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Canku Ota

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(Many Paths)

An Online Newsletter Celebrating Native America


May 17, 2003 - Issue 87


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Seminoles Stress Survival of Culture

by Elena Cabral Miami Herald

Active StudentsJust beyond Snake Road on the Big Cypress Reservation, far from the Seminole Tribe's flashy casinos, cultural lessons come with a quiet determination amid spelling drills and computer class.

In an age of PlayStation and rap music, Victor Billie shows a group of teenagers, some sporting tattoos and multicolored hair, how to carve wooden knives and spoons in the traditional way.

More than two decades after the Seminoles instituted gaming, the message of education has come to mean motivating youngsters who are guaranteed a $3,000-a-month gaming check.

The tribe has shifted its focus from stressing education for the sake of financial stability to education for the sake of self-determination. That and cultural preservation.

''I'm trying to teach them how to survive,'' Billie says, ``Not depend on the dividend.''

Lee Zepeda, 34, who became the Ahfachkee School principal last year, personifies that ideal. With his tuition paid by the tribe, he attended Stetson University as an undergraduate and went on to law school there. But after two years, Zepeda decided to be an educator instead.

''When I went to college it was always so I could come back,'' he said. ``I knew I wanted to work with the tribe, to work with others who wanted to take advantage of that opportunity.''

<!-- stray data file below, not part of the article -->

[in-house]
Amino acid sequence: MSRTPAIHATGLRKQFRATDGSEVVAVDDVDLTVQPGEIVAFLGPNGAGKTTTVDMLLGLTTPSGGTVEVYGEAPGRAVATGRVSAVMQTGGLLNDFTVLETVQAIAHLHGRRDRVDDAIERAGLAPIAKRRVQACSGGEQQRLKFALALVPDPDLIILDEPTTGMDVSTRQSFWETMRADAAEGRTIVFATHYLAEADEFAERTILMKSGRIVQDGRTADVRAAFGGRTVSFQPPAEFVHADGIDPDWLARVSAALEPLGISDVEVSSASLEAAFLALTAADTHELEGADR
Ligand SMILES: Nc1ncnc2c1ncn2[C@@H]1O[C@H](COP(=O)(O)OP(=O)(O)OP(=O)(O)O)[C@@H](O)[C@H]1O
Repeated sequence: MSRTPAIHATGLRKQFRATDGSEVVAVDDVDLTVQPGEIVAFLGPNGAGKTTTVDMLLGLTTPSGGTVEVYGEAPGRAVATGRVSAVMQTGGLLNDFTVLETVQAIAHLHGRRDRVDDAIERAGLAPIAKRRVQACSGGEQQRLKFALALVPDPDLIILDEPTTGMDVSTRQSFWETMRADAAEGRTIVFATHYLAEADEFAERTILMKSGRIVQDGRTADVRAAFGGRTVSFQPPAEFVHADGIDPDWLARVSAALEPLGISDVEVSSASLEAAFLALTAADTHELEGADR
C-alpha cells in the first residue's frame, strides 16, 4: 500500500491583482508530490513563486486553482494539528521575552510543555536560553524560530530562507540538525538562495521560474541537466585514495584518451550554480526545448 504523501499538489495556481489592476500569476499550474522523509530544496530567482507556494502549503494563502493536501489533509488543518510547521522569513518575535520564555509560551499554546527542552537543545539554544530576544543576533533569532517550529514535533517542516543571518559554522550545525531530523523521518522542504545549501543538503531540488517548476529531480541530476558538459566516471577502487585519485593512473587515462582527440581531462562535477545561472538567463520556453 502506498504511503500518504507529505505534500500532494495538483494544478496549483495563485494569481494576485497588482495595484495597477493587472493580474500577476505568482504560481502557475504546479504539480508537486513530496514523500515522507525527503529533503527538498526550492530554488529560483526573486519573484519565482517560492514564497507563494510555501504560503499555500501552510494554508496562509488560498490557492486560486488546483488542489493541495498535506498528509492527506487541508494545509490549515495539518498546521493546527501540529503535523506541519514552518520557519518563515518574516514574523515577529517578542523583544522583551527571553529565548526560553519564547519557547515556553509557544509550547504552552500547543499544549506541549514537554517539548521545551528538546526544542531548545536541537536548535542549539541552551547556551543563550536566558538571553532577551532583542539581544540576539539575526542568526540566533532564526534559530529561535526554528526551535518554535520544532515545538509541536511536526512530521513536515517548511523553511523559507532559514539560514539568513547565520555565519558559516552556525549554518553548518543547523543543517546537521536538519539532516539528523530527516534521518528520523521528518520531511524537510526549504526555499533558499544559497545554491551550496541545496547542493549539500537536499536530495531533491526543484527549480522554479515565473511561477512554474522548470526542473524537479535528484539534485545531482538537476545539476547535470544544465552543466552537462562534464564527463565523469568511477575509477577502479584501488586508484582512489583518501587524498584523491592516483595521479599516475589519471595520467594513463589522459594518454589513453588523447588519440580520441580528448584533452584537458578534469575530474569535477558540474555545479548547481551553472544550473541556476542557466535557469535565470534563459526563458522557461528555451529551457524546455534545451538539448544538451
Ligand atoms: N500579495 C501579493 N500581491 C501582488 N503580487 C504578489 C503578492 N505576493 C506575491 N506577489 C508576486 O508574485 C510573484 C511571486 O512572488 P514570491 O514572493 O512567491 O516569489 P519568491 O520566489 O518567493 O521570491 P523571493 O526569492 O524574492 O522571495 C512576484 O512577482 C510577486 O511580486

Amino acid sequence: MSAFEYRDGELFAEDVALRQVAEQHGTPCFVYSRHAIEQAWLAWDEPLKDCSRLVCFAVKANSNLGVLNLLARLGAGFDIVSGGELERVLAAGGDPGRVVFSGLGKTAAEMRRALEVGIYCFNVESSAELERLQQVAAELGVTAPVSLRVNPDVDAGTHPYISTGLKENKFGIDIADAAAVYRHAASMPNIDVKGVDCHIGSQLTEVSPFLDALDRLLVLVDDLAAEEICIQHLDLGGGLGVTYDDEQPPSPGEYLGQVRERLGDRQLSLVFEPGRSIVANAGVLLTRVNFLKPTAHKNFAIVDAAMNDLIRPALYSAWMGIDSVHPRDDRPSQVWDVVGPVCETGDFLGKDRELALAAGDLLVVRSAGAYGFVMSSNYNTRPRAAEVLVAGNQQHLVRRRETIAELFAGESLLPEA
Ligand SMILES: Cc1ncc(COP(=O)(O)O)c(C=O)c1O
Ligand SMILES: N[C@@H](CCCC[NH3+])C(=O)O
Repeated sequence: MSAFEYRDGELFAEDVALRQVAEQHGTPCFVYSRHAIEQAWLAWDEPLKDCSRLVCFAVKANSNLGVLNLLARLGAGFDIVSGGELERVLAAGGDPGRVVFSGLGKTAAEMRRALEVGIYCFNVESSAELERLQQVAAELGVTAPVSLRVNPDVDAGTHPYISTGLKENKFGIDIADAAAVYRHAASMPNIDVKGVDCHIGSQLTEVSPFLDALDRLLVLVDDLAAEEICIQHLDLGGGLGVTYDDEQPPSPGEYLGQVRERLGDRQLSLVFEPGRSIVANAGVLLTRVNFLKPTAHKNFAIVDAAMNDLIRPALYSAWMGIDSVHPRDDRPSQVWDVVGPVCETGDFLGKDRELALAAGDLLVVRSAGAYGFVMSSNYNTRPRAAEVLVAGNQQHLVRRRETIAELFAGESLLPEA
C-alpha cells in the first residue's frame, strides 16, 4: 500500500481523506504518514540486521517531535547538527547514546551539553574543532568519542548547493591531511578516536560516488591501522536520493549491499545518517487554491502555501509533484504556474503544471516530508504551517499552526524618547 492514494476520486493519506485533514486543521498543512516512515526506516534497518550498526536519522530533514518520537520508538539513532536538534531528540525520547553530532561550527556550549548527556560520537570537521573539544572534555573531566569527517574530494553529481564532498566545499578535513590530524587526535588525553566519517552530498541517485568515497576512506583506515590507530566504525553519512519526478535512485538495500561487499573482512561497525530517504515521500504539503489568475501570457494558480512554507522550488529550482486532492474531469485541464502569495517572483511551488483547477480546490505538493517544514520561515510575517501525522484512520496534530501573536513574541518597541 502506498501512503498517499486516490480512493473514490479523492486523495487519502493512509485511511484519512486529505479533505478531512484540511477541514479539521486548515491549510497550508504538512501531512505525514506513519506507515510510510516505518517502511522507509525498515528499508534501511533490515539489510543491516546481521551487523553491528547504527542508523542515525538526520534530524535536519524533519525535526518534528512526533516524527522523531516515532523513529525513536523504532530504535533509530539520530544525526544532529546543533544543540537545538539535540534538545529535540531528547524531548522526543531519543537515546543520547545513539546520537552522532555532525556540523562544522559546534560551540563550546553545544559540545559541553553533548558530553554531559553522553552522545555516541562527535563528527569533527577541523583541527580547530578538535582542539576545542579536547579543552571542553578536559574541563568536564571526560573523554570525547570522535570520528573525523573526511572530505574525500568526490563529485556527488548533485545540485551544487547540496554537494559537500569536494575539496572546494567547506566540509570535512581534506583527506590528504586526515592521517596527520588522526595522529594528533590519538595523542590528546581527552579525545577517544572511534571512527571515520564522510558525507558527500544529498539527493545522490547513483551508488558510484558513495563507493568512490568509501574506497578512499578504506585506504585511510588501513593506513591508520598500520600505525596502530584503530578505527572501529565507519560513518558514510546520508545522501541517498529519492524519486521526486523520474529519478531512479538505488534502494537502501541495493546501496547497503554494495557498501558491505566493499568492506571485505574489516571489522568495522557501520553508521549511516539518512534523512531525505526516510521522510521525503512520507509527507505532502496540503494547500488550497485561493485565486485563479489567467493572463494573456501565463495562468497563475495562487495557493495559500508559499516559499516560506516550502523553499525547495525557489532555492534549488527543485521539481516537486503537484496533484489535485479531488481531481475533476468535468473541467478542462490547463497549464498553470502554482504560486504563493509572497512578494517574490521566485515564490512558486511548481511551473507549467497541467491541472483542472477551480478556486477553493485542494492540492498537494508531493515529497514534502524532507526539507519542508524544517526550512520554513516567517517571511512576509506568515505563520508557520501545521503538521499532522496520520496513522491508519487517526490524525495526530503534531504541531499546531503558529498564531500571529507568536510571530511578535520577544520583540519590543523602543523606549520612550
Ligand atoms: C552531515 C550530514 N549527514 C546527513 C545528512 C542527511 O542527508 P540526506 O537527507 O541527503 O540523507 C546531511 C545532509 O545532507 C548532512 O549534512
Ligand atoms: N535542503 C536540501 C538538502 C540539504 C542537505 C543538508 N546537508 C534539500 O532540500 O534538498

The opportunities for learning at Ahfachkee (the name means ''happy'') are considerable. Ample funding -- the school receives $1.7 million annually from Seminole gaming revenues with another $900,000 from the U.S. Bureau of Indian Affairs -- allows for the 150 students to be organized in small, manageable classes.

'We don't worry about `does a teacher have the money to pay for pencils or paper,' '' Zepeda said while touring classrooms during the hush of a midmorning independent reading session, children sprawled on cushions and desks engrossed in books.

Zepeda has energized the school -- and the community -- said Candy Cypress, who recently became president of a parent-advisory committee at Ahfachkee.

''When you have a tribal member in the position of principal and it is running well, that sets a huge example,'' Cypress said.


In 2000, Ahfachkee was the only American Indian school to earn a Title 1 Distinguished School award from the Department of Education.

''Education is a big priority for the tribe,'' Zepeda said. ``And it shows.''

With proceeds from its $300 million gambling windfall, the tribe covers tuition, books and housing for any college-bound Seminole. Many are taking advantage of the opportunity.

In the 1970s, only one master's degree was conferred on a tribal member. In the 1990s, that number rose to seven.

The tribe also boasts one doctorate and two law degrees. At this moment, there are 75 Seminoles enrolled in various degree programs at colleges and universities.

Candy Cypress is one of them.

A 30-year-old single mother, Cypress quit her job last year at the tribe's health department, secured a mortgage on her mobile home and enrolled at Broward Community College, where she commutes to class three times a week. She wants to open her own business one day.


Jim Osceola is another. Osceola is studying food preparation at Johnson and Wales University in North Miami.

With the knowledge he is gaining, Osceola is transforming what used to be Jimbo's Bikini Grill, a food stand most notable for the bikini-clad woman who lured motorists off the road, into an upscale eatery.